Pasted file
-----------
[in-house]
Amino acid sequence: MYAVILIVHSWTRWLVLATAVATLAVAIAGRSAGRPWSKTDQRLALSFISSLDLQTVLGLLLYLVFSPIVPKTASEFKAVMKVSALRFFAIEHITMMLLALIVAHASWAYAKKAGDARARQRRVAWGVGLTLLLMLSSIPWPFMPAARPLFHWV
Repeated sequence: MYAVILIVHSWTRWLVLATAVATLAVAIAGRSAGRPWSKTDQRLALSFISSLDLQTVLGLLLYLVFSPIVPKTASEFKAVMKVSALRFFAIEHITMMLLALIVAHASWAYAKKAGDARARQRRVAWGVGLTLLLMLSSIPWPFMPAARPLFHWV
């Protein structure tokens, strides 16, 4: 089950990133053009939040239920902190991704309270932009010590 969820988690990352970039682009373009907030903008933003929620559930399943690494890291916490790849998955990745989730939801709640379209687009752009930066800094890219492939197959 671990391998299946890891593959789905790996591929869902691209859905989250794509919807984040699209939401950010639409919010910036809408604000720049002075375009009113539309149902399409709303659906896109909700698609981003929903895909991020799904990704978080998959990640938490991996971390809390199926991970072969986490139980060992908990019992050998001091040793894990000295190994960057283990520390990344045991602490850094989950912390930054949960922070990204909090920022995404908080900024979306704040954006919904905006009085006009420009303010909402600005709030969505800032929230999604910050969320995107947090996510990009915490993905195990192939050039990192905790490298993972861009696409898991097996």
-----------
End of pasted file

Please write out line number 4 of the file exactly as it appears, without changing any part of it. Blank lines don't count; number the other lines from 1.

């Protein structure tokens, strides 16, 4: 089950990133053009939040239920902190991704309270932009010590 969820988690990352970039682009373009907030903008933003929620559930399943690494890291916490790849998955990745989730939801709640379209687009752009930066800094890219492939197959 671990391998299946890891593959789905790996591929869902691209859905989250794509919807984040699209939401950010639409919010910036809408604000720049002075375009009113539309149902399409709303659906896109909700698609981003929903895909991020799904990704978080998959990640938490991996971390809390199926991970072969986490139980060992908990019992050998001091040793894990000295190994960057283990520390990344045991602490850094989950912390930054949960922070990204909090920022995404908080900024979306704040954006919904905006009085006009420009303010909402600005709030969505800032929230999604910050969320995107947090996510990009915490993905195990192939050039990192905790490298993972861009696409898991097996």